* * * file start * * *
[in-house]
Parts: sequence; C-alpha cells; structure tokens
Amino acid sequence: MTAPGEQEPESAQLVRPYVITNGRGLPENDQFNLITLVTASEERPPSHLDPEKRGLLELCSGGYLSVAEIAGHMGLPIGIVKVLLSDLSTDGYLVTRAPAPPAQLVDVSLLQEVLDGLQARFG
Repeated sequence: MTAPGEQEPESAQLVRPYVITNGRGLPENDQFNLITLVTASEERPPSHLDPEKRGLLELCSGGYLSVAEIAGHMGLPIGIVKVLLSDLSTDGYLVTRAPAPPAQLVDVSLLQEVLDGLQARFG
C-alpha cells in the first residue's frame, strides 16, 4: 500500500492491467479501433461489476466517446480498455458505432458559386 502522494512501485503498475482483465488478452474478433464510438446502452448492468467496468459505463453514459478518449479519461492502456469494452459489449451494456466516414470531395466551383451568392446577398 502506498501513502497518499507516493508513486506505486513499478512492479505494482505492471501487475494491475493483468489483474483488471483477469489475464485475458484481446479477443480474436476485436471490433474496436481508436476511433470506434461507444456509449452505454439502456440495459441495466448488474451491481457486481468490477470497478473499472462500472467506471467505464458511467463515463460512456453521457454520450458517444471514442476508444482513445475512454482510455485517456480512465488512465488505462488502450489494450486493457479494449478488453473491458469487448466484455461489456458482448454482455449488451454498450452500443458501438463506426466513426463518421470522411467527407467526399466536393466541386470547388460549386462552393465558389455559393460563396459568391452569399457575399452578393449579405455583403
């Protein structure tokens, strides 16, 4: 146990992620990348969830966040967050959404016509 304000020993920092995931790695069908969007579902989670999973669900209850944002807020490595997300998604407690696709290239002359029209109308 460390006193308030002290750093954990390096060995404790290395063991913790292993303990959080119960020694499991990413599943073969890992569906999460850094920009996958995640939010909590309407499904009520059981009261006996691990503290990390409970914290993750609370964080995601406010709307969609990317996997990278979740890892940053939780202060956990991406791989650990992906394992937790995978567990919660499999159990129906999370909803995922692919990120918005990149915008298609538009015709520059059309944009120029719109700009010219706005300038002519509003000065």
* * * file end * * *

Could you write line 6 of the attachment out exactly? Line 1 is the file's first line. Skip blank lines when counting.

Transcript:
């Protein structure tokens, strides 16, 4: 146990992620990348969830966040967050959404016509 304000020993920092995931790695069908969007579902989670999973669900209850944002807020490595997300998604407690696709290239002359029209109308 460390006193308030002290750093954990390096060995404790290395063991913790292993303990959080119960020694499991990413599943073969890992569906999460850094920009996958995640939010909590309407499904009520059981009261006996691990503290990390409970914290993750609370964080995601406010709307969609990317996997990278979740890892940053939780202060956990991406791989650990992906394992937790995978567990919660499999159990129906999370909803995922692919990120918005990149915008298609538009015709520059059309944009120029719109700009010219706005300038002519509003000065």